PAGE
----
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Gaza priest separated from his flock


Fr Romanelli -  Image ICN/JS

Fr Romanelli - Image ICN/JS

Source: CBCEW

When Father Gabriel Romanelli travelled to the West Bank to get some urgently-needed medicine for a nun living with his community in Gaza, it never crossed his mind he'd be separated from his flock for over six months.

Father Gabriel, parish priest of the Holy Family Church in the north of the strip, had to watch from a distance as the horrors of the 7 October Hamas attack unfolded, before Israel's bombardment of Gaza led to the humanitarian crisis and suffering we now see in this torn land. An Argentinian priest of the Institute of the Incarnate Word, Fr Gabriel has been in Jerusalem ever since, despite repeated requests to the Israeli authorities to rejoin his people in Gaza.

Father Gabriel has just spent a week in the UK, in London and Glasgow, from 22 - 27 April, meeting with Christian leaders and politicians to highlight the plight of the near 500 people still sheltering in the compound of the Holy Family Church.

In a special podcast, with the Catholic Media Office he spoke about his desire to be with his parish community in the north of Gaza in their hour of need, the lack of food, water and medicine, the Pope's daily phone calls and pastoral concern for the people, the need for a lasting peace, what Catholics in England and Wales can do, the light of faith in the darkness, and much more.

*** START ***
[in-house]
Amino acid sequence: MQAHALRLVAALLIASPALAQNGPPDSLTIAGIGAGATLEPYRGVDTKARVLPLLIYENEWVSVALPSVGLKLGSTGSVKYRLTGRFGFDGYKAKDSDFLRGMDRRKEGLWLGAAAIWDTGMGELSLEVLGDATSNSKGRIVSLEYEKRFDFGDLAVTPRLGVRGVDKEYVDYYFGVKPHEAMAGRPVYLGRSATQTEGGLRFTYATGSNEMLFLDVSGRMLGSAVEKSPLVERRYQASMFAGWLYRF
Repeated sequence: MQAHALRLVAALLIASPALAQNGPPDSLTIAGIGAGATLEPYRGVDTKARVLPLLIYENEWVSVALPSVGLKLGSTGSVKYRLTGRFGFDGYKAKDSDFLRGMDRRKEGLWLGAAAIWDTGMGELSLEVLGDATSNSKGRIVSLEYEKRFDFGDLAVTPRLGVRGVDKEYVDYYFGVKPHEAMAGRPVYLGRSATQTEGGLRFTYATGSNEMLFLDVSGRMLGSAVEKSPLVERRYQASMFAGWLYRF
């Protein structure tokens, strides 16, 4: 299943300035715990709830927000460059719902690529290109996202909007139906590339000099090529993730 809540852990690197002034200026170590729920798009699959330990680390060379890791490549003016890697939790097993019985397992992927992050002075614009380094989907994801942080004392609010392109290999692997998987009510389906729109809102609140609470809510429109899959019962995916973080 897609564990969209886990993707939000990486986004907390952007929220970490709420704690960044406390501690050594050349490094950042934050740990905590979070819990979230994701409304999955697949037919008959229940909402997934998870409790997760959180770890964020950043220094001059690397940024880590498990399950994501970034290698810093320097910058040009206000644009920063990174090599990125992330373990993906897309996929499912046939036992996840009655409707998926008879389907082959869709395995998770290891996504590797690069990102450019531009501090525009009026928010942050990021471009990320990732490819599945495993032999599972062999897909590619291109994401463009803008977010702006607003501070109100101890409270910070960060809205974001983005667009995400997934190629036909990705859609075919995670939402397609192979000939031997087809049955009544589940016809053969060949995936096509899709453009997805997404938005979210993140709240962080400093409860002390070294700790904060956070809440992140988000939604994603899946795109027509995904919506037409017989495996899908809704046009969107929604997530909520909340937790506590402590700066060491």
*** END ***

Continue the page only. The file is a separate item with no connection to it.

Christians are often the peacemakers and bridge-builders in places of war. The Catholics of Gaza are a good example. Life is always hard in Gaza but since 7 October Christians have widened their tent to offer shelter to others suffering in the death and destruction of this war zone.

"Gaza is a very tough piece of land, but it's a holy land," says Fr Gabriel. "Our church, our paradise on earth, has become a shelter, a hospital… we received more than 20 people who were wounded in the Saint Porphyrius attack, the Greek Orthodox Church. The children saw that. The children saw the funerals - took part in the funerals."

Whatever Gaza looks like when the war ends, it's how the children recover that concerns Fr Gabriel:

"We tried. We tried to sing with them. We tried to restart their lives… we don't know the future. As Christians, we are the sons of Calvary, but we are also the sons of the Resurrection, and this is our secret mystery. We can help Palestinian society, and also Israeli society, and all of society with our prophetic witness of peace."

Pope Francis has called the parish in Gaza every day - even during a recent period of sickness - to express his care for and spiritual closeness to the people sheltering at the Holy Family Church.

"Two days after the beginning of the war, he called me on my cell phone and said 'I am the Pope. How are you? How is the situation?… Every day the pope calls to give his blessing, to ask some questions, to ask for Mass to protect the children, and to feel the closeness of the Catholic Church and millions and millions of people.

"Even when the Pope was sick, with a very weak voice, he called us and said, 'Okay, I am with you. I pray for you. I work for peace for Israel and Palestine.' We thank the Holy Father and the Church for this closeness."

Fr Gabriel asks that we keep him and his parishioners in our prayers as we continue our journey through this universal time of resurrection in Eastertide.

If you would like to support Church projects in the Holy Land see:

Latin Patriarchate of Jerusalem: www.lpj.org/en/sectors/health

Friends of the Holy Land: www.friendsoftheholyland.org.uk/Appeal/hope

Bethlehem Care and Hospice Trust: https://bethlehemcareandhospicetrust.org/

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